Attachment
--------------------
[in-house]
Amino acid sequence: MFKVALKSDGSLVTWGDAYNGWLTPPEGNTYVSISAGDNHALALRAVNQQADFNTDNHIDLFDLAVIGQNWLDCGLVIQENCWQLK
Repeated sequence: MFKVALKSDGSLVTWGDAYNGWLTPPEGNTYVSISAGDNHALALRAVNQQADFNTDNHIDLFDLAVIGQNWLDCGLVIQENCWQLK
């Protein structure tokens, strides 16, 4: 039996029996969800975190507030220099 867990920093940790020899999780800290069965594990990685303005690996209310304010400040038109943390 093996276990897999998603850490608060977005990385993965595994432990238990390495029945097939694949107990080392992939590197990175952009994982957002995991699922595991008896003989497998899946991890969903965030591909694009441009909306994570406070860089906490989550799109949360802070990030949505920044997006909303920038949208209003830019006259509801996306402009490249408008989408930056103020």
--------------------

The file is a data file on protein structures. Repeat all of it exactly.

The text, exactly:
[in-house]
Amino acid sequence: MFKVALKSDGSLVTWGDAYNGWLTPPEGNTYVSISAGDNHALALRAVNQQADFNTDNHIDLFDLAVIGQNWLDCGLVIQENCWQLK
Repeated sequence: MFKVALKSDGSLVTWGDAYNGWLTPPEGNTYVSISAGDNHALALRAVNQQADFNTDNHIDLFDLAVIGQNWLDCGLVIQENCWQLK
């Protein structure tokens, strides 16, 4: 039996029996969800975190507030220099 867990920093940790020899999780800290069965594990990685303005690996209310304010400040038109943390 093996276990897999998603850490608060977005990385993965595994432990238990390495029945097939694949107990080392992939590197990175952009994982957002995991699922595991008896003989497998899946991890969903965030591909694009441009909306994570406070860089906490989550799109949360802070990030949505920044997006909303920038949208209003830019006259509801996306402009490249408008989408930056103020």